95 WXTK News Radio Masthead Image

Bob Brinker

4pm-7pm

 

Listen Live
95 wxtk facebook 95 wxtk twitter

 

  • Behavior changes offer clues that dementia could be brewing

    Graphic shows projection for number of people in U.S. with Alzheimer’s disease; 2c x 3 inches; 96.3 mm x 76 mm;WASHINGTON (AP) — Changes in behavior or personality — not memory loss — might be an early warning sign that dementia is brewing.


  • Australians stay away from Village citing blocked toilets, exposed wiring

    A view of one of the blocks of apartments where Australian athletes are supposed to stay in Rio de JaneiroThe Australian Olympic team refused to move in to Rio de Janeiro's village for athletes on Sunday, saying the accommodation was "not safe or ready" for next month's games. "Due to a variety of problems in the Village, including gas, electricity and plumbing, I have decided that no Australian Team member will move into our allocated building," delegation head Kitty Chiller said on Sunday. The first Australian athletes to arrive in Rio were due to move into the Village on July 21 but have instead been living in nearby hotels.


  • Olympics-Australians stay away from Village citing blocked toilets, exposed wiring

    (Adds details, quotes) RIO DE JANEIRO, July 24 (Reuters) - The Australian Olympic team refused to move in to Rio de Janeiro's village for athletes on Sunday, saying the accommodation was "not safe or ready" for next month's games. "Due to a variety of problems in the Village, including gas, electricity and plumbing, I have decided that no Australian Team member will move into our allocated building," delegation head Kitty Chiller said on Sunday. The first Australian athletes to arrive in Rio were due to move into the Village on July 21 but have instead been living in nearby hotels.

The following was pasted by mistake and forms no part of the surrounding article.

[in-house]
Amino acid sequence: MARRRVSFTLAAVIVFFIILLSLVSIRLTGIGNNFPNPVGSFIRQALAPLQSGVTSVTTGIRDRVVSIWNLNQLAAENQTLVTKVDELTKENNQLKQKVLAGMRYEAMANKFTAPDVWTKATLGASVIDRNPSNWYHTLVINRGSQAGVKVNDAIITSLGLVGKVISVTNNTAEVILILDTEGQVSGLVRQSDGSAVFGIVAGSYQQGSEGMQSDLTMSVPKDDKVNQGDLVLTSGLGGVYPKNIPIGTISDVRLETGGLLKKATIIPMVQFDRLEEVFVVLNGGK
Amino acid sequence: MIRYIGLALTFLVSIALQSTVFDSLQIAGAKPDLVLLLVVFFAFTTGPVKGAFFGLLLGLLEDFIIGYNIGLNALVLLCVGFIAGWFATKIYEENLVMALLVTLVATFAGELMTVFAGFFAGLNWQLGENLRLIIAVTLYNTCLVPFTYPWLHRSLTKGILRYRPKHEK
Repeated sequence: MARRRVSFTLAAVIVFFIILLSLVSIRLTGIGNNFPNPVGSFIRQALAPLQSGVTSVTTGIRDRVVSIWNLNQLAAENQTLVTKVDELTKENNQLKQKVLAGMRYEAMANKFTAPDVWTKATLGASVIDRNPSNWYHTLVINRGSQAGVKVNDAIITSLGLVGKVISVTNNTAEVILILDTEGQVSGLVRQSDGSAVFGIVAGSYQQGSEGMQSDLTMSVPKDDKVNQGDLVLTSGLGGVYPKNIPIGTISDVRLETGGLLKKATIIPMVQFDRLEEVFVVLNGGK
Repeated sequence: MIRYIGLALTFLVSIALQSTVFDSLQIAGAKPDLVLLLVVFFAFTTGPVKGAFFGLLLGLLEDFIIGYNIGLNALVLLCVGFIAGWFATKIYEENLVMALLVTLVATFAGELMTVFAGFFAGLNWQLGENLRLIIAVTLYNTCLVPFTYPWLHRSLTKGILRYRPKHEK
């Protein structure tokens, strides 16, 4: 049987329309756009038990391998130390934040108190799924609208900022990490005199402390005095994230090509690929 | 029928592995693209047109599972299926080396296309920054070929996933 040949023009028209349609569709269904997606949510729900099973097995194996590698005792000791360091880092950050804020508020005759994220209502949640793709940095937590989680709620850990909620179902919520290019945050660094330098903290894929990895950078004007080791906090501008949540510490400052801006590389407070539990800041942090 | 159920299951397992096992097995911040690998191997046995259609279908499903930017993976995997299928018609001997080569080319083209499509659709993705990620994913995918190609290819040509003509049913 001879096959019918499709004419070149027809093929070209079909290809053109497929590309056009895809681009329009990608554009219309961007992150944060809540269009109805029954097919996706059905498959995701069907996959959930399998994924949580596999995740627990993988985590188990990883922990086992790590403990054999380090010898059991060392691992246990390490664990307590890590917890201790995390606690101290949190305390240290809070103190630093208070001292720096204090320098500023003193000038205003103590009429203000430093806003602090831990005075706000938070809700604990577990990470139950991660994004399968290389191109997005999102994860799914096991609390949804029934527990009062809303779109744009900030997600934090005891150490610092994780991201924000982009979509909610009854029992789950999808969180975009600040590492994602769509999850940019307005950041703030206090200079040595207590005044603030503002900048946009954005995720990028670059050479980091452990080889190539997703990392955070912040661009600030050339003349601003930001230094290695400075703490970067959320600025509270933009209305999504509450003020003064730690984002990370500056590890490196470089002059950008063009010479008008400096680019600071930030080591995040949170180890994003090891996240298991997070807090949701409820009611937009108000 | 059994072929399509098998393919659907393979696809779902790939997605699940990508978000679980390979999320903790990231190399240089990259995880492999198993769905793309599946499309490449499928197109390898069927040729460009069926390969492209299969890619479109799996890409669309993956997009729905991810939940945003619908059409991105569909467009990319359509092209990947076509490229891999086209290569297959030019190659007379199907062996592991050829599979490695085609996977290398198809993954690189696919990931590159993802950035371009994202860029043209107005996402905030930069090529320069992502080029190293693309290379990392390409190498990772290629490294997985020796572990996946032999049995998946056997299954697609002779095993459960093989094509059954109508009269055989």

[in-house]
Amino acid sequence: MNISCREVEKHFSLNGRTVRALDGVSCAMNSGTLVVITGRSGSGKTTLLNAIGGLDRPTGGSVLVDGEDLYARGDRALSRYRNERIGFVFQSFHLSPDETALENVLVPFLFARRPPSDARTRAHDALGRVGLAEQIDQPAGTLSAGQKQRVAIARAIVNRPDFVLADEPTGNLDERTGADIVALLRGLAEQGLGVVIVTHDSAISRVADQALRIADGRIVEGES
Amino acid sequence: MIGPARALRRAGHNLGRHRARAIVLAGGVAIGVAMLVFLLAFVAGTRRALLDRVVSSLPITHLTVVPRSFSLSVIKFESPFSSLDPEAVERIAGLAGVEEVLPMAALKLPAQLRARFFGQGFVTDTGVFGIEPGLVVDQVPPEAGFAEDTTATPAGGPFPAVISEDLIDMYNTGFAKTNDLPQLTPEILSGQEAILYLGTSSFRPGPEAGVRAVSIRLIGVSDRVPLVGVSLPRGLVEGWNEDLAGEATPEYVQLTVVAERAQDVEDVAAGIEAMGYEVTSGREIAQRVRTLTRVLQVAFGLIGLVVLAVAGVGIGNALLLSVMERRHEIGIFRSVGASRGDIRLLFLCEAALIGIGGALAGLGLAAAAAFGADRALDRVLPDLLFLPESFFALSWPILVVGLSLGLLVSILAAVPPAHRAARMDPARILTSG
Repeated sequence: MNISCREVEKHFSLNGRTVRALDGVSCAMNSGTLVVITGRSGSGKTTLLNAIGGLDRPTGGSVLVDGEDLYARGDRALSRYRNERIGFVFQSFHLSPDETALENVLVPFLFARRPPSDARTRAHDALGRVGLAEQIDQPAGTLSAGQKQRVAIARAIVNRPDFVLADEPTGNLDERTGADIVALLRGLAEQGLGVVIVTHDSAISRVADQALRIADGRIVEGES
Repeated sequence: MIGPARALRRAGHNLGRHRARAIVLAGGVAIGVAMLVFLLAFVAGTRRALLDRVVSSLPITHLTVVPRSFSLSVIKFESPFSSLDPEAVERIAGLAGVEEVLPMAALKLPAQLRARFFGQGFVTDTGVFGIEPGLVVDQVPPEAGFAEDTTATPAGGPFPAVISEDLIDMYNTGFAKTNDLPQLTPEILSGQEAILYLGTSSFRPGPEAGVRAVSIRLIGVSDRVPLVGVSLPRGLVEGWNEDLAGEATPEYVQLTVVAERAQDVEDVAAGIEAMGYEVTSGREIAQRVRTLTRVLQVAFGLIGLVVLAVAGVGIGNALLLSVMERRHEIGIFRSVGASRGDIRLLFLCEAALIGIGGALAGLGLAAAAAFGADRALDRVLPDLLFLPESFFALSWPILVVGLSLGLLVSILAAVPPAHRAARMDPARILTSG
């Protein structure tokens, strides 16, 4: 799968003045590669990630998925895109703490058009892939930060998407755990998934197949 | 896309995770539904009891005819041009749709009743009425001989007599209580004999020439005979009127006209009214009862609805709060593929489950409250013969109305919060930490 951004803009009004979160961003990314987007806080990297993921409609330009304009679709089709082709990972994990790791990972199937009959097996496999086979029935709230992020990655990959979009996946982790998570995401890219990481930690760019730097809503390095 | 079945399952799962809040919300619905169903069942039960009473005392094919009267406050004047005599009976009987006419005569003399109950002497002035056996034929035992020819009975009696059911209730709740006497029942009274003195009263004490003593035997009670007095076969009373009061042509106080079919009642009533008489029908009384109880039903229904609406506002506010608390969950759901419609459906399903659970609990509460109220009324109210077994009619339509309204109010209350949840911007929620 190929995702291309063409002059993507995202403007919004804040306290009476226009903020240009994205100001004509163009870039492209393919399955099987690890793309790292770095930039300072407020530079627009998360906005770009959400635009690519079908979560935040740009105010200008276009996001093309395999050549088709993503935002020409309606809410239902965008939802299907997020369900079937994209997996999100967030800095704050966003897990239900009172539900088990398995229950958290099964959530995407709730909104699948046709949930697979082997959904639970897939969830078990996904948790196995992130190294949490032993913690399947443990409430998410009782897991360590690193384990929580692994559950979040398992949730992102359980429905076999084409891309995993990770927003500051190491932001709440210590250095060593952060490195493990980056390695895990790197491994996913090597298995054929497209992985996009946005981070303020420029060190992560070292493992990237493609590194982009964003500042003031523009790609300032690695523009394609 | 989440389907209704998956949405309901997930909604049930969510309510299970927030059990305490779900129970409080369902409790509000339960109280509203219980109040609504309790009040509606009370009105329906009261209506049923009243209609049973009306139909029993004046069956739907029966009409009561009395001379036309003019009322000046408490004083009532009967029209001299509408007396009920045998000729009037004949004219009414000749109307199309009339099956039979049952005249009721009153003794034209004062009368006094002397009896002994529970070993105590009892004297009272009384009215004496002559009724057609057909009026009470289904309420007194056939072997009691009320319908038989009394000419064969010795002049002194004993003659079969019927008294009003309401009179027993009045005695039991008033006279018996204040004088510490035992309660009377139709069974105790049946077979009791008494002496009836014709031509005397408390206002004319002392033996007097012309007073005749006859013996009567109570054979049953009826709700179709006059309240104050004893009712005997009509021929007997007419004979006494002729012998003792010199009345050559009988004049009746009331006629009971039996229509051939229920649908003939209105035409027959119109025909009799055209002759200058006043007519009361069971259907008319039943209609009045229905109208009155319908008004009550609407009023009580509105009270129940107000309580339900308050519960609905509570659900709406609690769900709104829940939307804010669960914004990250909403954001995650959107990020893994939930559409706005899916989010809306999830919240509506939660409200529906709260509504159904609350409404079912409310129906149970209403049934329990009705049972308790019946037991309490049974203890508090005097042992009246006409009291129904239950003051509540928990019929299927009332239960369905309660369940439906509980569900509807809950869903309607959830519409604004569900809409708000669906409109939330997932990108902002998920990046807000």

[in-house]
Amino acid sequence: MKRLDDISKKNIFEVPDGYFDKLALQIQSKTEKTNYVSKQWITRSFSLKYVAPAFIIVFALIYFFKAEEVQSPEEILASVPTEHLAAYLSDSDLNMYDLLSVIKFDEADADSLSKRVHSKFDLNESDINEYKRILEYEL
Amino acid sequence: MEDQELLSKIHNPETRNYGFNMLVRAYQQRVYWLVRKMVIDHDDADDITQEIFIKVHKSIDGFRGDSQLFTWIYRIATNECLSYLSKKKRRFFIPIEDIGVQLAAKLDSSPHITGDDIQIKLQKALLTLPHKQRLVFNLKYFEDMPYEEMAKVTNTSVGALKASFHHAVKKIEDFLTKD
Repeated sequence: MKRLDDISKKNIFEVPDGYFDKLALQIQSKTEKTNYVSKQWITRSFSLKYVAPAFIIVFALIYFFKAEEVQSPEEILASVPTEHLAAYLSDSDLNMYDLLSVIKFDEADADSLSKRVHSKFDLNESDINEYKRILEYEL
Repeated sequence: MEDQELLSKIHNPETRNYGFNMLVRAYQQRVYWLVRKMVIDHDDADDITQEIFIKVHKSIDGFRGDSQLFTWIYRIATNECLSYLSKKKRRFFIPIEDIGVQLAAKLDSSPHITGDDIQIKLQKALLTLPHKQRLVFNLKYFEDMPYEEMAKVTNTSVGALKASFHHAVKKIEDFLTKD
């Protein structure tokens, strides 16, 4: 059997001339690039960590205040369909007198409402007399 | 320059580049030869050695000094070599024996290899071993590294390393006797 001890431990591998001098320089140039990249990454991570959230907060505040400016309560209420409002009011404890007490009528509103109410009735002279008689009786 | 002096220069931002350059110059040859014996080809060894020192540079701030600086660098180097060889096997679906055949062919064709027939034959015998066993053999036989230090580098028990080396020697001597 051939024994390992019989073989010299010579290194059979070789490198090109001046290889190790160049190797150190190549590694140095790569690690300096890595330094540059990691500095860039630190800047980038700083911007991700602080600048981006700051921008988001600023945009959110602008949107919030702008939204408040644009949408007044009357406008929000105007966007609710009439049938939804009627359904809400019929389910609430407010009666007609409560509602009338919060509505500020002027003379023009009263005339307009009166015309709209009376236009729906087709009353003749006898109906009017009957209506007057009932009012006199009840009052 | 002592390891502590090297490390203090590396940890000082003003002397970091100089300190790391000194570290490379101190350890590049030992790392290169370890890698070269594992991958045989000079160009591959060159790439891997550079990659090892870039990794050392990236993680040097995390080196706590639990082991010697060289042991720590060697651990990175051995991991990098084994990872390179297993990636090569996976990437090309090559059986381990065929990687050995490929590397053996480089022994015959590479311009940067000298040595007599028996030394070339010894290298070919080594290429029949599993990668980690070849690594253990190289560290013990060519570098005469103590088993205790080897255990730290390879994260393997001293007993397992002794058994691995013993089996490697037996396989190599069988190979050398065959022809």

• 'Brain training' cut dementia risk in healthy adults -U.S. study

    By Julie Steenhuysen CHICAGO (Reuters) - A computerized brain training program cut the risk of dementia among healthy people by 48 percent, U.S. researchers said on Sunday in reporting an analysis of the results of a 10-year study. The preliminary findings, presented at the Alzheimer's Association International Conference in Toronto, are the first to show that any kind of intervention could delay the development of dementia in normal, healthy adults. To date, cognitive psychologists and neuroscientists have largely rejected evidence that computer-based cognitive-training software or "brain games" have any effect on cognitive function.

  • India urges security forces to exercise restraint in Kashmir

    A man shows his tooth to an Indian policemen as he seeks permission to see a doctor after he was stopped during a curfew in SrinagarBy Fayaz Bukhari SRINAGAR, India (Reuters) - India has asked its security forces to exercise restraint in responding to protests in disputed Kashmir and replace pellet guns with non-lethal weapons, its home affairs minister said on Sunday. Forty six people have been killed and more 5,000 wounded, including Indian security forces, since protests erupted after the killing of Hizbul Mujahideen commander Burhan Wani on July 8. "I appeal to the youth not to resort to stone pelting and I also want to appeal to the security forces not to use pellets.